The alternative, of course, when one has come and seen, is to share the news, to say, “Here it is. There's plenty more. Come and get it!” First, we would tell our family and friends. Then, if the news were important enough, we would want to tell everyone we could. If you happened to stumble over the sure-fire cure for cancer, you would want as many people as possible to know it as soon as possible! Remember those scientists in Utah about 25 years ago who said they'd found a way to create a “cold fusion” nuclear reaction? It turned out they really hadn’t, but if they had, it would have revolutionized the world energy industry overnight. If they weren't complete liars, and at least thought they'd done what they said they'd done, their eagerness for the whole world to know of the discovery was quite understandable.
All this, I hope, is unremarkably self-evident, because now I want to relate it to our life together in the church. We say we have gospel—good news. To varying degrees, and in different ways, we have actually experienced it. We have come and seen, and we know what we've seen to be that which we've sought, what we've been looking for, that which meets our deepest—or, according to Maslow, our highest—needs. How do we respond?
If someone walks through the doors of Christ Church and makes the effort to become part of this community, I firmly believe that the gospel of Christ is somehow going to touch that person through the members of Christ Church. But what if someone remains on the fringe? Or, horror of horrors, what if they never even make it to the parking lot? What if they drive right on up Sixth Street, wondering where they're going to meet their need for self-actualization? Where is our concern for them? If we have good news, do they also deserve to hear it?
The very word “evangelism”—which, literally, means nothing more than “proclaiming good news”—and much more the thing itself, still scares and even offends many Episcopalians. At the very least, we're nervous about it. We sometimes say it's because we're put off by the methods that other kinds of churches employ—emotional manipulation and the like. But I wonder. Could it be, at least in part, that we're nervous about sharing the good news because we're not all that clear on just what the news is, and why it's good? Try this on in your imagination: Write a one-half page summary of the gospel, the good news of Jesus Christ, in a way that is both personal and attractive enough that someone who'd never heard it before would want to hear more. Could you do it?
When Andrew came and saw, and when he knew that the one he had seen was indeed the long-awaited Messiah, the hope of Israel, his first response was to run and tell his brother Peter the good news: “We have found the Messiah.” It was a completely natural and unself-conscious action on his part, as natural as one neighbor telling another about the station that's selling gas for under two dollars a gallon, or one fisherman telling another where the bass are biting.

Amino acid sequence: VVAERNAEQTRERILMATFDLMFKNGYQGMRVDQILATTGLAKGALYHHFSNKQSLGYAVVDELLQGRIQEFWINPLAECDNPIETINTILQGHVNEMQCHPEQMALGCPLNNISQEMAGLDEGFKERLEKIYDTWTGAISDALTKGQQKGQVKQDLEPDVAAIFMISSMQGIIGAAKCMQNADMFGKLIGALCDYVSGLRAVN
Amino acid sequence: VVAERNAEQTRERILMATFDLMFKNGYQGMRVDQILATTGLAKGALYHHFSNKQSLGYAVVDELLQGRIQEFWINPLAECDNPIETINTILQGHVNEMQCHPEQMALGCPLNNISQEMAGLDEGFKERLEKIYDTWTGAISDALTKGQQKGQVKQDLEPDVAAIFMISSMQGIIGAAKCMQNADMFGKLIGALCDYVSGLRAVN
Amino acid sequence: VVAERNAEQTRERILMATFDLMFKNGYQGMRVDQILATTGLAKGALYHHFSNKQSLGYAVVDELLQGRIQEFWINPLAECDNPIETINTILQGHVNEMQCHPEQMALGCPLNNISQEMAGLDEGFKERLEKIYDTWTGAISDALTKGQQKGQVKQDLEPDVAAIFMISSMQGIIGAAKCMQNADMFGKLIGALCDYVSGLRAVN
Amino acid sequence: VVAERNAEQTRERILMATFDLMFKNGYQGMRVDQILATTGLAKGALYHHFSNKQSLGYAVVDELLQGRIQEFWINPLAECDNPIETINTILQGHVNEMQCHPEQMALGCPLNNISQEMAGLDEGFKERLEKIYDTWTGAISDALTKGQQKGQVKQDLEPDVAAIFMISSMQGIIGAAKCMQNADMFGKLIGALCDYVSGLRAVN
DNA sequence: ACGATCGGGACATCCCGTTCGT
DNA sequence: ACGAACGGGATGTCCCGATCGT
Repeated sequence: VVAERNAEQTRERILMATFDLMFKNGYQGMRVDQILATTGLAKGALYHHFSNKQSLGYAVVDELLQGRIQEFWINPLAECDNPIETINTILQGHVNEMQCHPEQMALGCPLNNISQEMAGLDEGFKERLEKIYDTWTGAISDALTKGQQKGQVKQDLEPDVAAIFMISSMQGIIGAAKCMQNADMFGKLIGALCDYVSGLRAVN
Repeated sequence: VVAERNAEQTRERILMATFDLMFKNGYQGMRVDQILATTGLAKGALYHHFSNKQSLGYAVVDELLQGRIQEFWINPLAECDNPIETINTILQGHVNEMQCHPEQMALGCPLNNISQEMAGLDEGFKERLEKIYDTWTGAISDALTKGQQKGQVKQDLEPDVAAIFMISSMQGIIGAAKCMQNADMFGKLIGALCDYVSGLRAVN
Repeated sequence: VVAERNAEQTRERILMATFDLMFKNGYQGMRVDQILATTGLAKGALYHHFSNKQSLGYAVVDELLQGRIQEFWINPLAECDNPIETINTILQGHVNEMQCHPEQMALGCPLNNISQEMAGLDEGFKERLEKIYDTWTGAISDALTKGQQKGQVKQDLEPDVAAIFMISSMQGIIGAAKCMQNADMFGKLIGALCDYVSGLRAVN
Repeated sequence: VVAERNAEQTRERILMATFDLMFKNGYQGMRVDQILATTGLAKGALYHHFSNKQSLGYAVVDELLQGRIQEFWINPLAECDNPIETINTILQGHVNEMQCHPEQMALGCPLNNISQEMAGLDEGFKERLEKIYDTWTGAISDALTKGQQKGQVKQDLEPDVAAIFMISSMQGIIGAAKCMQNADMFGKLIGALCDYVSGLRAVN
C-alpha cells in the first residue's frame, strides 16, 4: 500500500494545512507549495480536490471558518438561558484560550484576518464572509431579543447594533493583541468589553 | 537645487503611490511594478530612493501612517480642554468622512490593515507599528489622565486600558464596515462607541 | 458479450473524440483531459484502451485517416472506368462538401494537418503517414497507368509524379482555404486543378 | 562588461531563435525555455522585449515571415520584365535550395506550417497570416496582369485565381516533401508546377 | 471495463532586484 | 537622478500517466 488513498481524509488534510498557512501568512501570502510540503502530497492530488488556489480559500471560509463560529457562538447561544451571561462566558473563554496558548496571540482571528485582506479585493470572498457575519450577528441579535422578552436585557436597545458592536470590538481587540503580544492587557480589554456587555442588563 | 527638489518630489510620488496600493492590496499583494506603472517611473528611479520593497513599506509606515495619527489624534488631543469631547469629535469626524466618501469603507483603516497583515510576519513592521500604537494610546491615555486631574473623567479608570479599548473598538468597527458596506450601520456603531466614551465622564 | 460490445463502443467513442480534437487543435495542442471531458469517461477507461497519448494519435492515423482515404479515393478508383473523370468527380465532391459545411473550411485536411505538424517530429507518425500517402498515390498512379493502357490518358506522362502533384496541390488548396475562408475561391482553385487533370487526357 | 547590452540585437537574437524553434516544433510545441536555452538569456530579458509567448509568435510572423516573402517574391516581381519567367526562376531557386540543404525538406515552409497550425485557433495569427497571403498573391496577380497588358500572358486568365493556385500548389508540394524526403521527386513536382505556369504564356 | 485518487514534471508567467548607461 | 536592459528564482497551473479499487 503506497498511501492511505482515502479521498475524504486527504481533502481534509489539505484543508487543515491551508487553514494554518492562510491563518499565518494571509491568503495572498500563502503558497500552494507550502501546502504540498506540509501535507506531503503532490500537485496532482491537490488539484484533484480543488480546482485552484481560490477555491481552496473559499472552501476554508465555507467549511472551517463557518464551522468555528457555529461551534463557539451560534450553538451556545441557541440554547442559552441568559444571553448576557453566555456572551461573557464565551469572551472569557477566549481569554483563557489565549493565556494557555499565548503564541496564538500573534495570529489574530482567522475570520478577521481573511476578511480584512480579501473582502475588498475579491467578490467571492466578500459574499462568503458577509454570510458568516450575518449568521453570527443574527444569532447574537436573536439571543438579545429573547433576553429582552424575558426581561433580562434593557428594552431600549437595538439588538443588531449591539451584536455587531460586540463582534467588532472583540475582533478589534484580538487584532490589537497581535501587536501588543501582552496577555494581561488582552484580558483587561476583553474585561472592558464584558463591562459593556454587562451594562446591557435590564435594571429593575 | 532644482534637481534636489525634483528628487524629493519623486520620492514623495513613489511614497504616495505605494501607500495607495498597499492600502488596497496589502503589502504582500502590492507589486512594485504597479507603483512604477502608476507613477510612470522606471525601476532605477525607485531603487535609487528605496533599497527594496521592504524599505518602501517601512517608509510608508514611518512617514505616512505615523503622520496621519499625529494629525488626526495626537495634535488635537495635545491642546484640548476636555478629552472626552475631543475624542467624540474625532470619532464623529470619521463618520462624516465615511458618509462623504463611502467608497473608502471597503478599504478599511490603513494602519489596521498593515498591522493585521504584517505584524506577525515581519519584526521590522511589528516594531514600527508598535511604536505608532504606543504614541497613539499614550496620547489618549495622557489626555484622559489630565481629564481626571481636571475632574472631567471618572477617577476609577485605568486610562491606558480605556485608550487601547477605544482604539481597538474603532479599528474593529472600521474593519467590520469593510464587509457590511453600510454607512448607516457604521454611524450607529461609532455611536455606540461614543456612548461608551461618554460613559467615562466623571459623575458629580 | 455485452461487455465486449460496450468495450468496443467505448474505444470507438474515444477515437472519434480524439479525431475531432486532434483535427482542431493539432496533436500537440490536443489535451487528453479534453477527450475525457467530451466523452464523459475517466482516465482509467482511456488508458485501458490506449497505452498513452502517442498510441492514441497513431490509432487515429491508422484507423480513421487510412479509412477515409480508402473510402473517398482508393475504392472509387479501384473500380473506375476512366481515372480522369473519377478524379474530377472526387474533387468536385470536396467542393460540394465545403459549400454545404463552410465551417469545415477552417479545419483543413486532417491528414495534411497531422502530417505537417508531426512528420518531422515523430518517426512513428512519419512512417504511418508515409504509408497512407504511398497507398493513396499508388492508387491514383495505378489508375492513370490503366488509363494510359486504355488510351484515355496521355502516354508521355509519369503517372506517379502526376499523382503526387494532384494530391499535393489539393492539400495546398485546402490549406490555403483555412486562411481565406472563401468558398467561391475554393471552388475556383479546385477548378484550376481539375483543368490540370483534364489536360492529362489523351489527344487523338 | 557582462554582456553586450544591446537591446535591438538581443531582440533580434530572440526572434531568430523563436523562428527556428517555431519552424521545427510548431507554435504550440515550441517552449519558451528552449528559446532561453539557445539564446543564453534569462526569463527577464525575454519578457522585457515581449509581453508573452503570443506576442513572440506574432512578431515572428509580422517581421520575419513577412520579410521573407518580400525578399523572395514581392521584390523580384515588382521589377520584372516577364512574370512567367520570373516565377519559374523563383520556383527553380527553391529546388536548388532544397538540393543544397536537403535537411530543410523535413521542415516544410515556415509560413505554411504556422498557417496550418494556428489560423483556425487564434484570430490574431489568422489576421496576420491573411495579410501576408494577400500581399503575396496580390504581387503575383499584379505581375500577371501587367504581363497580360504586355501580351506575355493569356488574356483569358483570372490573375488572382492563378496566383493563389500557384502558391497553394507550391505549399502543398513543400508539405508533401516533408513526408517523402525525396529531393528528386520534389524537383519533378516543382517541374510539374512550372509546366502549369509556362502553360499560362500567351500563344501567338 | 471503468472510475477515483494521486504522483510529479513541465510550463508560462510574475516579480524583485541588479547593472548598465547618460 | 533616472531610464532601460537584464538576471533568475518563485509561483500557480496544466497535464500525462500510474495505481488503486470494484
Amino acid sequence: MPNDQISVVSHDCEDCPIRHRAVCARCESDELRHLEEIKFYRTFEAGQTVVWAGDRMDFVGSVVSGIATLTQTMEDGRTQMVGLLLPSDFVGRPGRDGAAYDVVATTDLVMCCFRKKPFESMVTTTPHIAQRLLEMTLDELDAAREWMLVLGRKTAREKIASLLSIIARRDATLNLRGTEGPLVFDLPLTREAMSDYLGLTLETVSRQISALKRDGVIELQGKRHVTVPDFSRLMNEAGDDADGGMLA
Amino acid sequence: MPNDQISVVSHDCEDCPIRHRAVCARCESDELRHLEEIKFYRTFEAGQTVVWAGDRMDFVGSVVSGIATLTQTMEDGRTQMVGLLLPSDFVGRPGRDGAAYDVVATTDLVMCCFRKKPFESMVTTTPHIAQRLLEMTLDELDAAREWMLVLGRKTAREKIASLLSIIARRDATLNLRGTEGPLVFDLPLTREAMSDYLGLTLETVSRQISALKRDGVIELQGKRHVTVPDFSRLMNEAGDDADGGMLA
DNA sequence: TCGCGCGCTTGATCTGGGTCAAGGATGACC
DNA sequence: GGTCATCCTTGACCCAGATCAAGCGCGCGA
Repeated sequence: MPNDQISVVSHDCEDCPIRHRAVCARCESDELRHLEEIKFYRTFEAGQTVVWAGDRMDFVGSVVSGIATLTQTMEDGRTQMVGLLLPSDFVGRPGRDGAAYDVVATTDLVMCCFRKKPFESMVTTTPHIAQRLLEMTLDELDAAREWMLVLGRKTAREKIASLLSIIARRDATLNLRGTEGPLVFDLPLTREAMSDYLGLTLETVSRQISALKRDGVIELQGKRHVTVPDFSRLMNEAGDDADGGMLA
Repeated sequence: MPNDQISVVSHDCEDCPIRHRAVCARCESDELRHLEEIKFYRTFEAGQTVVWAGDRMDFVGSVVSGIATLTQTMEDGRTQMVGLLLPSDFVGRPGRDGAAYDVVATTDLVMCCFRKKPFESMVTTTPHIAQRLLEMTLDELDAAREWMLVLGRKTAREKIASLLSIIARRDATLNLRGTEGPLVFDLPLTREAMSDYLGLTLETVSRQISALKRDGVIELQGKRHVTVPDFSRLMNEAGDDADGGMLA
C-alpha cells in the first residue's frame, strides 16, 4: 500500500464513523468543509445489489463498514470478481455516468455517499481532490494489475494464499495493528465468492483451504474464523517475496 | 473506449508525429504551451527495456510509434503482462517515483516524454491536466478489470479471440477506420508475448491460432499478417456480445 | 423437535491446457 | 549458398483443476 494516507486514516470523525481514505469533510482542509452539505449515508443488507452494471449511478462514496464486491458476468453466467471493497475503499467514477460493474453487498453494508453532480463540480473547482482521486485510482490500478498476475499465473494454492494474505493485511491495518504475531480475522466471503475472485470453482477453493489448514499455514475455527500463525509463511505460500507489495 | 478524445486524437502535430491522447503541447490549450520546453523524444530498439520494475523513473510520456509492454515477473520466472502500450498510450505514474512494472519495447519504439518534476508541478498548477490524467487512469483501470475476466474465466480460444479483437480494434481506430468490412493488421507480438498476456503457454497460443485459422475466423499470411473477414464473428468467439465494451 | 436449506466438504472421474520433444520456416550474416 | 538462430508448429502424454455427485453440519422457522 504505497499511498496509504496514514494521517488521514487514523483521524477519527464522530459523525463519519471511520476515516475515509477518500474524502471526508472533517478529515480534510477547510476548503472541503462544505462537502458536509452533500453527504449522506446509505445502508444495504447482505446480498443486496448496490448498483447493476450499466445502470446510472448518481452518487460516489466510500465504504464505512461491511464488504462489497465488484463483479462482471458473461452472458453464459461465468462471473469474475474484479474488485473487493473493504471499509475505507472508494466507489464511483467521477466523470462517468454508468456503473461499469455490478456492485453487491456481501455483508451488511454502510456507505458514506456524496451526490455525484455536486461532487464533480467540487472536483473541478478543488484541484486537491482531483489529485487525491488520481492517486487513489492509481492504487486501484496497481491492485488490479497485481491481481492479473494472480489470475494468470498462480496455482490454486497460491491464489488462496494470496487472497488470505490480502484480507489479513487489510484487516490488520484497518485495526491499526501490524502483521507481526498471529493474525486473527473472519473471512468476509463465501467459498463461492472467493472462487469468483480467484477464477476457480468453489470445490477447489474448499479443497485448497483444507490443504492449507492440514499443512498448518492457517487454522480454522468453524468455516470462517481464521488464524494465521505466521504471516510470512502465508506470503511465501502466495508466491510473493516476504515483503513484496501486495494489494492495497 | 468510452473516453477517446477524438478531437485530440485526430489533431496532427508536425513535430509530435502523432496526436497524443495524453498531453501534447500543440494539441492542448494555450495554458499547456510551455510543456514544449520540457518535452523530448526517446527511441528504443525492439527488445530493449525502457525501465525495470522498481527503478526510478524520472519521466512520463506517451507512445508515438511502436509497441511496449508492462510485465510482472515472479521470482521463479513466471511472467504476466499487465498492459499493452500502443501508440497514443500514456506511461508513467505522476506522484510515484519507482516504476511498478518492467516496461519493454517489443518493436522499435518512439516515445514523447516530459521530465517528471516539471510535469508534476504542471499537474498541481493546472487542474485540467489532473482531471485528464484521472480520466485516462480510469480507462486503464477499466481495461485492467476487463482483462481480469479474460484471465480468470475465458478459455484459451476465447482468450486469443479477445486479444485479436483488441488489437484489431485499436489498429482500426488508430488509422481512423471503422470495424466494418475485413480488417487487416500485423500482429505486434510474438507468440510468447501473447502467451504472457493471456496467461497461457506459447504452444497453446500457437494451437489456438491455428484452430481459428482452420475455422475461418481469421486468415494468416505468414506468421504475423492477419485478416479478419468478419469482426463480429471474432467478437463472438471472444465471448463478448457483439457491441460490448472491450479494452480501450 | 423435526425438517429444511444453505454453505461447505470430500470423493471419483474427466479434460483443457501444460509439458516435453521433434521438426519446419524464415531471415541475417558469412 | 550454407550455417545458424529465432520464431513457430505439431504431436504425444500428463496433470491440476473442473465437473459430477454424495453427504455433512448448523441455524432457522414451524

The theme that runs through all the lessons today is that God chooses. By inviting them to “come and see,” Jesus chose Andrew and Peter as his disciples. At his baptism, God the Father revealed Jesus as his chosen one. In the prophecy of Isaiah, the “suffering servant” is chosen by God to be a light, not only to the nation of Israel —that would be “too light a thing.” No, the servant of the LORD is to be a light to the nations.
My friends, the same Lord is telling us in the Diocese of Springfield that it is “too light a thing” that we should minister only to one another, that we should share the good news only among ourselves. He calls us as well to be a “light to the nations,” represented by the thousands of people who live within walking or driving distance of this church, and who are looking for self-actualization in all the wrong places. We know what they seek, and we know where Jesus lives —he lives here. We have a story to tell. Let's learn it, first. Then, let's tell it. Amen.
Saturday, January 14, 2017
I had a noon meeting at the diocesan office on my calendar today, but, in the wake of the freezing rain that began to coat paved surfaces with a micro-layer of ice during the night, I was dubious about it. However, when I confirmed that the other party involved was indeed en route from a significant distance away, I threw on my winter gear and strewed ice melt compound and sand all over my driveway. A few minutes later I was able to successfully walk up it. Once I got the YFNBmobile out to the street, the roads didn't seem inordinately slick. The meeting (with a layperson over a pastoral issue) happened between 11:30 and 1:00, and I went back home, stopping at Taco Gringo for takeout on my way. The feature attraction of the afternoon was a weight workout and a very long time on the treadmill.